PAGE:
Many of the chains which operated in Chicago are antecedants of today’s Loews-Cineplex. These include Cineplex-Odeon, Essaness, M&R, Plitt, and Sony-Loews. If you stretch, you could even consider Balaban & Katz as an ancestor to today’s Loews-Cineplex. Quite a “family tree”.

As for the mall itself, it was one of the first in the area. Now. most of it is a Carmax Used Cars.

jimpiscitelli
jimpiscitelli on December 15, 2005 at 3:55 pm

It was never a Plitt Theater. When M&R bought it in the early 80’s it was twinned and renamed Hillside Twin. In the mid-80’s a third screen was added where the the lobby used to be and renamed to Hillside Mall. It closed in August 2000, with one of its last flims were “Autumn In New York” starring Richard Gere and Winona Ryder. The films I saw (when it was Hillside Mall) were, “Three Amigos”, “Dead Poet’s Society”, “Indecient Proposal”, “Beverly Hills Cop III”, “Blankman” and “A Low Down Dirty Shame” (which was the only time I saw when it was packed). It also had a great sign too.

Paul Fortini
Paul Fortini on December 14, 2005 at 11:40 am

I beleive that this theatre may have been a Plitt. Hillside Square, which was across the Eisenhower Expressway, was an M&R.

thebubwan
thebubwan on March 11, 2005 at 12:43 am

I remember that you had to pay an extra quarter to sit in the smoking area. It was listed with the admussion prices.

klimkm
klimkm on February 10, 2005 at 8:31 am

I remember going here as a small child with my grandparents. I remember seeing “snow white” here as a very small child. Also Mary Poppins – my first movie experiences were here and the York Theatre in Elmhurst. I remember seeing “Saturday Night Fever” here.
That orb was so retro – I loved it!!
I remember that is had a smoking corral – you never wanted to sit in the balcony above the smoking section – I remember that. I also recall that the interior was a very period flat limestone walls type of thing. Also it had a fountain or something in the interior. I really liked this theatre in it’s glory and though it was very cool!

rickc
rickc on January 1, 2005 at 12:15 pm

I was an usher at the Hillside Theater in 1969. The 4 movies I remember to this day were: “Midnight Cowboy”, “The Reivers”, “True Grit” and “Sterile Cuckoo.” I saw these MANY times over and we’d amuse ourselves by reciting dialogue by heart. Especially Hoffman as Ratso Rizzo. I believe I made a $1.00 an hour and later $1.10 when they made me “head” usher. The manager was Lillian Bove, a warm and wonderful woman who we called “Mom.” This was a primo job to have during high school. We got paid to watch movies, dress in faux tuxedos, flirt with the candy girls and cashiers, and sneak handfuls of popcorn when no one was looking. Nothing but wonderful great memories fueling my passion for (old) movie theaters that continues to this day.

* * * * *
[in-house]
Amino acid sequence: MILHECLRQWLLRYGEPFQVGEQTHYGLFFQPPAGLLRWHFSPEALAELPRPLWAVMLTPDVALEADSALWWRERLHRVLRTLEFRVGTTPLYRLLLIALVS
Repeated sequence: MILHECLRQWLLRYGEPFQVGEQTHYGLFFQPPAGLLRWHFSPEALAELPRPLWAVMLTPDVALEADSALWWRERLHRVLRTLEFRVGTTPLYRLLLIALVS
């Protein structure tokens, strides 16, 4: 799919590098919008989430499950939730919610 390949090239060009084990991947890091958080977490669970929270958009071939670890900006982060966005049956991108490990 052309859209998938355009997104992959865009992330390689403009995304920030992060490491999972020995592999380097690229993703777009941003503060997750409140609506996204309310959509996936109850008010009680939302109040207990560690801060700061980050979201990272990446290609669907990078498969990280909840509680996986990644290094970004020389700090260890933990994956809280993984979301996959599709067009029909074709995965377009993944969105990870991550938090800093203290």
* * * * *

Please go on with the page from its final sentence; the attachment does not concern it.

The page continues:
MovieMan26
MovieMan26 on February 17, 2004 at 1:33 pm

The last movie I saw here was “BARB WIRE” back in 1996.

vicboda
vicboda on February 9, 2003 at 6:12 am

The Hillside Theatre was built in 1961 by Morris Handler. It was owned and operated by Brotman and Sherman Theatres. Oscar Brotman and Leonard Sherman saw the Terrace Theater in Minnesota and commissioned Handler to reproduce the theater for them on a piece of land that was once a nursery, the highest elevation in Hillside. The premiere night was a screening of “Dondi” the first film to play for the general public was “The Horizontal Lieutenant.” It was a spectacular building with huge vertical windows in the lobby. There was a smoking loge in the first four rows of the balcony, crying rooms up top for people with babies, a party room, a fire place and a beautifully landscaped lawn. Known especially for the huge “atom” sign that is still a landmark and can be seen for miles, the Hillside had 1,437 seats. It was later converted to a lazer show, then twined and eventually tripled with a third theater in the lobby. It is now a church.